A race to the grave


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Lauren Bickett, Staff writer

Growing up, I spent my early years watching horse related films to feed my growing obsession. From “Black Beauty” to racehorse biographies such as “Secretariat,” all these films were a key part in what made my childhood. Today, although I am not the equestrian I wanted to be at a young age, I do still have an affectionate spot for the sport. Recently, while searching through the Internet, I came across a story about horse-racing, something I had always found astounding and of course considered for myself at a young age. What I read scarred me; the creatures I grew to love were victims of harsh abuse and forced into deadly conditions all for sport.

Animal rights organization, PETA, did an undercover investigation regarding the reports of abuse and what they found was shocking. During their investigation, they discovered trainers giving the horses for hypothyroidism that speeds up their metabolism and causes them to lose weight, therefore, making them faster in races. From drug abuse to harsh conditions of brutality, the horse racing industry consisting of millions should be put to an end.

According to PETA, it is estimated that about 750 racehorses die on the track each year. Many go on with serious injuries. With 24 dying on the track each week. These animals become victims of violent abuse and overdose. Each year, the horses suffer traumatic injuries, but trainers keep them in training and continue to race them and give them drugs to mask their pain.

“While gamblers at the Kentucky Derby sip mint juleps the horses are served a steady diet of drug cocktails,” according to an undercover investigator for PETA.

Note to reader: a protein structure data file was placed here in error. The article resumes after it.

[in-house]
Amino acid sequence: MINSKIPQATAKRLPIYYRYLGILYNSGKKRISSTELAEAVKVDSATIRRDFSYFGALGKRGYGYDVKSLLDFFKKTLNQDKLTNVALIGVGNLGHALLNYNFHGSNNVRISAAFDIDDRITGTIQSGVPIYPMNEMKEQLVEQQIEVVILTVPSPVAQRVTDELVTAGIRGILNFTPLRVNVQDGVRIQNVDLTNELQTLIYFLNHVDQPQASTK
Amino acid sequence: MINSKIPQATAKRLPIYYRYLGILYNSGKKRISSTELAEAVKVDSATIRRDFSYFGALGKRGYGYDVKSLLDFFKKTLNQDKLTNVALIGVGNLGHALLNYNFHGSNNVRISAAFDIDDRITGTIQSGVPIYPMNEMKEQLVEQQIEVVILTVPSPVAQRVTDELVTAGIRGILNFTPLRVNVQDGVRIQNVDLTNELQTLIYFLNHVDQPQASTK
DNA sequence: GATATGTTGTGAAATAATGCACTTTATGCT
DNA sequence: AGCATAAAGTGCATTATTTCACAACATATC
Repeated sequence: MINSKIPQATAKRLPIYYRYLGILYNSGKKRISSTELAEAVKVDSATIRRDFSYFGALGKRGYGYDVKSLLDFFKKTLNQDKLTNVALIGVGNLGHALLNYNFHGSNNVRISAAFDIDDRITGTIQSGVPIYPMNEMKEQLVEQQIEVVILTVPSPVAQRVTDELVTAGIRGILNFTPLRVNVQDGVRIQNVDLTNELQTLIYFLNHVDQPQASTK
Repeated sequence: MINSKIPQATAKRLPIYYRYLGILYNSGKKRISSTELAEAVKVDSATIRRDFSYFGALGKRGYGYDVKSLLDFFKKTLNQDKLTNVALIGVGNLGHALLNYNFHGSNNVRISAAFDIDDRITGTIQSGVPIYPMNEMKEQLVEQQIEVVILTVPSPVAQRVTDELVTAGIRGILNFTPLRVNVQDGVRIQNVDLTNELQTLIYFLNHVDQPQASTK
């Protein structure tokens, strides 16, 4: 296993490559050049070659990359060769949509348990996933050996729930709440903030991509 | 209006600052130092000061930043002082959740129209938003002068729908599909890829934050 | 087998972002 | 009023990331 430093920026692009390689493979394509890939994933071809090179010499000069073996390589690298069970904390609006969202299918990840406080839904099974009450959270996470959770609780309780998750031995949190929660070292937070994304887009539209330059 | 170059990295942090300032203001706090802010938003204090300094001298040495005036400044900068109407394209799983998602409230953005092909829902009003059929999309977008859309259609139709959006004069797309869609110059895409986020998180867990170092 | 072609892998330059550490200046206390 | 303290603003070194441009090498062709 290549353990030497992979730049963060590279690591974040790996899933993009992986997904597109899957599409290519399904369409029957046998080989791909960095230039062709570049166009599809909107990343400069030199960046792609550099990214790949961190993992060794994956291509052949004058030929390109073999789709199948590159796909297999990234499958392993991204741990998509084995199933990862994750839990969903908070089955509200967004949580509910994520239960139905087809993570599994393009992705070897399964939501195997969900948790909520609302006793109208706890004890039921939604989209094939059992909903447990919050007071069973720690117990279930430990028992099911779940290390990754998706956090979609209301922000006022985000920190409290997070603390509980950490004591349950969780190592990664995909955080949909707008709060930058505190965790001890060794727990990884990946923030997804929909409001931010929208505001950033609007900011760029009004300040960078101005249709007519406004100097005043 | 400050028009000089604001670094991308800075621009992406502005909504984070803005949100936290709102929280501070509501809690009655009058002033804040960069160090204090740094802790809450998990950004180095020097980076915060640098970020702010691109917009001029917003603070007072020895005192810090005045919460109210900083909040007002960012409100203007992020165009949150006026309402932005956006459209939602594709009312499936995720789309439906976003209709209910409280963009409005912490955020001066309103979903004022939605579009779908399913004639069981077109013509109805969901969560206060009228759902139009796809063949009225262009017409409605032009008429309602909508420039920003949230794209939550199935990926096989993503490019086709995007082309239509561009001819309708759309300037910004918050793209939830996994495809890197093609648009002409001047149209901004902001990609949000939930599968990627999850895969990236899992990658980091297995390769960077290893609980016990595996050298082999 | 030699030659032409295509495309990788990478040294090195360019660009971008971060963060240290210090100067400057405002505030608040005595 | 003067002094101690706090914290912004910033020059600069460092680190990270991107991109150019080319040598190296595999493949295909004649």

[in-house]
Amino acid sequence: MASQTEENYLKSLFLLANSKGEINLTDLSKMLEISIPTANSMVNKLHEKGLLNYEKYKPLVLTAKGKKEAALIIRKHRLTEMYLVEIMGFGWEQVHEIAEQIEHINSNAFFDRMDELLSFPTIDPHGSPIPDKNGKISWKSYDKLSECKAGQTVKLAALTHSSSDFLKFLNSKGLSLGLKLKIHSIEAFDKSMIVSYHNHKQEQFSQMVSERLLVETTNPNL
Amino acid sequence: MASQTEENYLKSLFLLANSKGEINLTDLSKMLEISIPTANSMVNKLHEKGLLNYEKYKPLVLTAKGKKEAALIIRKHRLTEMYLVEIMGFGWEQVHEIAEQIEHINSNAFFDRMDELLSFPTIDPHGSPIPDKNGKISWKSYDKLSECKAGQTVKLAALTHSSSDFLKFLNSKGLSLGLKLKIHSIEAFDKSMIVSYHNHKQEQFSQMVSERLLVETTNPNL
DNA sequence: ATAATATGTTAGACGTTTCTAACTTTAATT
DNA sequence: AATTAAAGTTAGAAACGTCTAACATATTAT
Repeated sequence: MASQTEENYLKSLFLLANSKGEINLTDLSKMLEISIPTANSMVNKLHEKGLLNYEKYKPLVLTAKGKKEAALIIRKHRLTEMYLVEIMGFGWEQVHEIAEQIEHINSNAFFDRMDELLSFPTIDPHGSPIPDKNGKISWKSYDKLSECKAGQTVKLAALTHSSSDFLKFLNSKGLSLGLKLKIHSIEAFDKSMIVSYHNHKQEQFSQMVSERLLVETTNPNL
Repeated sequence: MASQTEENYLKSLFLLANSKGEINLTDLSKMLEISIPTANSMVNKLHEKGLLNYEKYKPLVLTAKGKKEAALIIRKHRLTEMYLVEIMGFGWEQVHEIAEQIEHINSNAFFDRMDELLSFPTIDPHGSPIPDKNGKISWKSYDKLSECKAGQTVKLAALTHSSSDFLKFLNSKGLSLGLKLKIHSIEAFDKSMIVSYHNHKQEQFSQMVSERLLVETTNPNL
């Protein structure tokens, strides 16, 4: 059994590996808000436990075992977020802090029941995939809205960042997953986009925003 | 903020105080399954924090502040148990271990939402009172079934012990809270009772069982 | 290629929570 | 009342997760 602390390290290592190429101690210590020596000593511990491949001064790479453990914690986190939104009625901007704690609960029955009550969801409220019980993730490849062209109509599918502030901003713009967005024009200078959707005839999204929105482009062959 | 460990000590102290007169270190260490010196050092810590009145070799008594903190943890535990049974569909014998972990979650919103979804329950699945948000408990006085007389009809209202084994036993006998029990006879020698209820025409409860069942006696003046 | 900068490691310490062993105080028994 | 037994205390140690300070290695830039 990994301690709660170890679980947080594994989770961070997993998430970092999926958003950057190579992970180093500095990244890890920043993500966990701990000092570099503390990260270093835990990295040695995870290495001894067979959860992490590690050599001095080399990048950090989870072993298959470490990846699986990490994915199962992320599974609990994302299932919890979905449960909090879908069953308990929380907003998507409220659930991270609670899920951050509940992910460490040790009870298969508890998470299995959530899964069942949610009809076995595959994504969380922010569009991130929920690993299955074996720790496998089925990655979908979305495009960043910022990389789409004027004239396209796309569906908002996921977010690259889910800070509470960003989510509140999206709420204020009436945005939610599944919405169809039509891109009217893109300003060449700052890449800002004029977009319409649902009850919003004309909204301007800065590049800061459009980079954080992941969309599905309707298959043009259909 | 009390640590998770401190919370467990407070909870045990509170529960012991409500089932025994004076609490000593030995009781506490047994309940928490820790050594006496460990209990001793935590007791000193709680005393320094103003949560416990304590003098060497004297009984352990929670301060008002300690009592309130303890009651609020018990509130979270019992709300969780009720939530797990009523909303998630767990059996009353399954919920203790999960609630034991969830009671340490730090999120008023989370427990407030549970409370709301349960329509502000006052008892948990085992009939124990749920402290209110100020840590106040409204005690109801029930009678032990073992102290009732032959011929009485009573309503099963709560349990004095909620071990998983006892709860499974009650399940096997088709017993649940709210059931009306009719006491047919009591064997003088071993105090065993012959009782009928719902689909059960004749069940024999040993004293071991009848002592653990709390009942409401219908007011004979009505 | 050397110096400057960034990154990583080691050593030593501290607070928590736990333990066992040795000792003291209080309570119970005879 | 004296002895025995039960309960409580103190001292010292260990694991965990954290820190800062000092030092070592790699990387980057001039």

It was 2011, the first year I watched the Kentucky Derby; I was only nine years old sitting in front of my grandma’s TV. At a young age, I was oblivious and only saw magnificent creatures with such amazing speed. I didn’t see what was behind the scenes, the abuse and the overdose. I remember Animal Kingdom winning that year. Nehro, a fellow racehorse that placed second in the Kentucky Derby was a focal point in PETA’s investigation. The racehorse was forced to continue his training afterward besides the fact that his feet were chronically damaged.

Nehro was under Assmunsons’s training at the time. Assmunson is a very successful horse race trainer but at what cost for the cruelty he condones. Video from commodities PETA’s investigation shows the cruelty the racehorse suffered and the conditions that he faced.

“From birth to death racehorses are treated as disposable commodities,” says an insider.

After years of abuse and suffering, Nehro died on the day of the 2013 Kentucky Derby due to severe bout and colic.

Next time you see celebrities such as Kendall Jenner or Kim Kardashian at the races, who claim to love horses or see a racehorse crowned and flowered with affection for winning a race. The millions going into an industry that takes innocent creatures and races them to the death for sport. Think about the cost that is to be paid and if all of it is worth it.